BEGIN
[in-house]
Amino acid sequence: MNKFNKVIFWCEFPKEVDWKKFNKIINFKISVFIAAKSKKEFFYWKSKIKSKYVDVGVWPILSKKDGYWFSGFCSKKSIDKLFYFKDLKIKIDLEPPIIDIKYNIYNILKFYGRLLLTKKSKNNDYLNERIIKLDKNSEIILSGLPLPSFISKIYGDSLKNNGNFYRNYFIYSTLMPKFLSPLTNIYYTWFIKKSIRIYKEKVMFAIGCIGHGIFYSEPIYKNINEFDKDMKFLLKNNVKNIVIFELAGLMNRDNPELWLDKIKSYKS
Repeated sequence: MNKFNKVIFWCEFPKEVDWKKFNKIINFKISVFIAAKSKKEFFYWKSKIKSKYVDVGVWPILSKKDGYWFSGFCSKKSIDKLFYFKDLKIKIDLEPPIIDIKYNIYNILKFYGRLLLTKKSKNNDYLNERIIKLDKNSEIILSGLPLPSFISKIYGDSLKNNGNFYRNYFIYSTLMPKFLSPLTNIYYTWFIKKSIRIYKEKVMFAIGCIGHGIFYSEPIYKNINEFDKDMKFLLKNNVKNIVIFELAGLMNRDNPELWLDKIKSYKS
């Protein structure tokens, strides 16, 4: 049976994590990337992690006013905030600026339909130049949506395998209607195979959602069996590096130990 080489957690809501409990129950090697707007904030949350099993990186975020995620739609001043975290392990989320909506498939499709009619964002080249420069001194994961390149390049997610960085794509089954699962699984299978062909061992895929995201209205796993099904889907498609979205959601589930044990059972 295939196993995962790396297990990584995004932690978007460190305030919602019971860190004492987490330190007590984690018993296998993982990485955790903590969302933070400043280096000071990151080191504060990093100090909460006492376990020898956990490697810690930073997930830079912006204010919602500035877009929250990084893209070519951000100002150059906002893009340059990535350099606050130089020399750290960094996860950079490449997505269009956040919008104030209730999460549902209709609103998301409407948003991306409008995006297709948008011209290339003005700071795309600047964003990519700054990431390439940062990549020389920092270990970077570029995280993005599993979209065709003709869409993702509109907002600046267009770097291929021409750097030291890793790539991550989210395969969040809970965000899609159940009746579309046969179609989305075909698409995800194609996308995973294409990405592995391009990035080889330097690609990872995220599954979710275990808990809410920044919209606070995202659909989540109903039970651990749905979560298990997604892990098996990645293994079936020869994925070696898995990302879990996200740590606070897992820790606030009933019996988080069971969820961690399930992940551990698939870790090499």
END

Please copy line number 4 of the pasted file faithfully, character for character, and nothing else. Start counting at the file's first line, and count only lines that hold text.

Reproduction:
């Protein structure tokens, strides 16, 4: 049976994590990337992690006013905030600026339909130049949506395998209607195979959602069996590096130990 080489957690809501409990129950090697707007904030949350099993990186975020995620739609001043975290392990989320909506498939499709009619964002080249420069001194994961390149390049997610960085794509089954699962699984299978062909061992895929995201209205796993099904889907498609979205959601589930044990059972 295939196993995962790396297990990584995004932690978007460190305030919602019971860190004492987490330190007590984690018993296998993982990485955790903590969302933070400043280096000071990151080191504060990093100090909460006492376990020898956990490697810690930073997930830079912006204010919602500035877009929250990084893209070519951000100002150059906002893009340059990535350099606050130089020399750290960094996860950079490449997505269009956040919008104030209730999460549902209709609103998301409407948003991306409008995006297709948008011209290339003005700071795309600047964003990519700054990431390439940062990549020389920092270990970077570029995280993005599993979209065709003709869409993702509109907002600046267009770097291929021409750097030291890793790539991550989210395969969040809970965000899609159940009746579309046969179609989305075909698409995800194609996308995973294409990405592995391009990035080889330097690609990872995220599954979710275990808990809410920044919209606070995202659909989540109903039970651990749905979560298990997604892990098996990645293994079936020869994925070696898995990302879990996200740590606070897992820790606030009933019996988080069971969820961690399930992940551990698939870790090499």